for which they contain entries; see updatedb(1).

       If locate's output is going to a terminal, unusual characters in the
       output are escaped in the same way as for the -print action of the
       find command.  If the output is not going to a terminal, file names
       are printed exactly as-is.

OPTIONS         top

       -0, --null
              Use ASCII NUL as a separator, instead of newline.

       -A, --all
              Print only names which match all non-option arguments, not
              those matching one or more non-option arguments.

       -b, --basename
              Results are considered to match if the pattern specified
              matches the final component of the name of a file as listed in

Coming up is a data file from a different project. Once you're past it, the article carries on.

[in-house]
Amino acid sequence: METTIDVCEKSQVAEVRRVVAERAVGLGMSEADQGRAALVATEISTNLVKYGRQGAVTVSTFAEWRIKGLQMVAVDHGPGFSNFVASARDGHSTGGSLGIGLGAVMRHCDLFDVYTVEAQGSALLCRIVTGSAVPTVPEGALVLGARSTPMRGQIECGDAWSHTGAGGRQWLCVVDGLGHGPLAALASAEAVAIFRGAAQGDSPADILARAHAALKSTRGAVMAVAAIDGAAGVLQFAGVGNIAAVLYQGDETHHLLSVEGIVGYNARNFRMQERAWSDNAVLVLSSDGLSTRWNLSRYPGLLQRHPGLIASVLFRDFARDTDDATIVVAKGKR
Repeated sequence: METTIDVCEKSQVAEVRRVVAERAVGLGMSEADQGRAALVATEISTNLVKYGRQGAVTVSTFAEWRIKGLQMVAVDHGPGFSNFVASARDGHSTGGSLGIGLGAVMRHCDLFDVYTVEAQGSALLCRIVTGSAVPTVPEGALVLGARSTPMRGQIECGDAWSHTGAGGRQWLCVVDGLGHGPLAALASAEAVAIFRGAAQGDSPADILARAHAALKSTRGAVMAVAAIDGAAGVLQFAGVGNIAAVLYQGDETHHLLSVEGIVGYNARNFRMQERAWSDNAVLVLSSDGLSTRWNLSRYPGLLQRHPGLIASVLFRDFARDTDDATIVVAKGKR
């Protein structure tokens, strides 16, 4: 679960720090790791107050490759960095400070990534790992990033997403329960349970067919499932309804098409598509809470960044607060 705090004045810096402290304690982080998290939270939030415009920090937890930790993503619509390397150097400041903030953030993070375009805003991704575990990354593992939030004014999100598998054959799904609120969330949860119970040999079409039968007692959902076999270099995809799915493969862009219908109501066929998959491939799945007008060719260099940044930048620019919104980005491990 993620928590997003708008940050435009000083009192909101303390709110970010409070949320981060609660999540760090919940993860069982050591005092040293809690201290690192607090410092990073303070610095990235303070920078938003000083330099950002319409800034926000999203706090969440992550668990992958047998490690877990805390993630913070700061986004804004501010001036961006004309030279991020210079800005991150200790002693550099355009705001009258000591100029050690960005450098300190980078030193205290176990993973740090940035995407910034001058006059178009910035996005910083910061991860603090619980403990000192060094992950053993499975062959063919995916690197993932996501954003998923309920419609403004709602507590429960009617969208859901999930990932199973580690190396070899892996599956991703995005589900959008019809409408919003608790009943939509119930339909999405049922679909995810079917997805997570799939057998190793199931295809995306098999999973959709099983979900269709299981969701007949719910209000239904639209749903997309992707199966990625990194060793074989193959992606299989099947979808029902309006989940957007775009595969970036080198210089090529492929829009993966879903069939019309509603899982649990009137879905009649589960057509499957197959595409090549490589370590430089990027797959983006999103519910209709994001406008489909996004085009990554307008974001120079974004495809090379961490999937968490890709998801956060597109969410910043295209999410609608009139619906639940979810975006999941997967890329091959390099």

the database.  This final component is usually referred to as
              the `base name'.

       -c, --count
              Instead of printing the matched filenames, just print the
              total number of matches we found, unless --print (-p) is also

       -d path, --database=path
              Instead of searching the default file name database, search
              the file name databases in path, which is a colon-separated
              list of database file names.  You can also use the environment
              variable LOCATE_PATH to set the list of database files to
              search.  The option overrides the environment variable if both
              are used.  Empty elements in the path are taken to be synonyms
              for the file name of the default database.  A database can be
              supplied on stdin, using `-' as an element of path. If more
              than one element of path is `-', later instances are ignored
              (and a warning message is printed).

              The file name database format changed starting with GNU find
              and locate version 4.0 to allow machines with different byte
              orderings to share the databases.  This version of locate can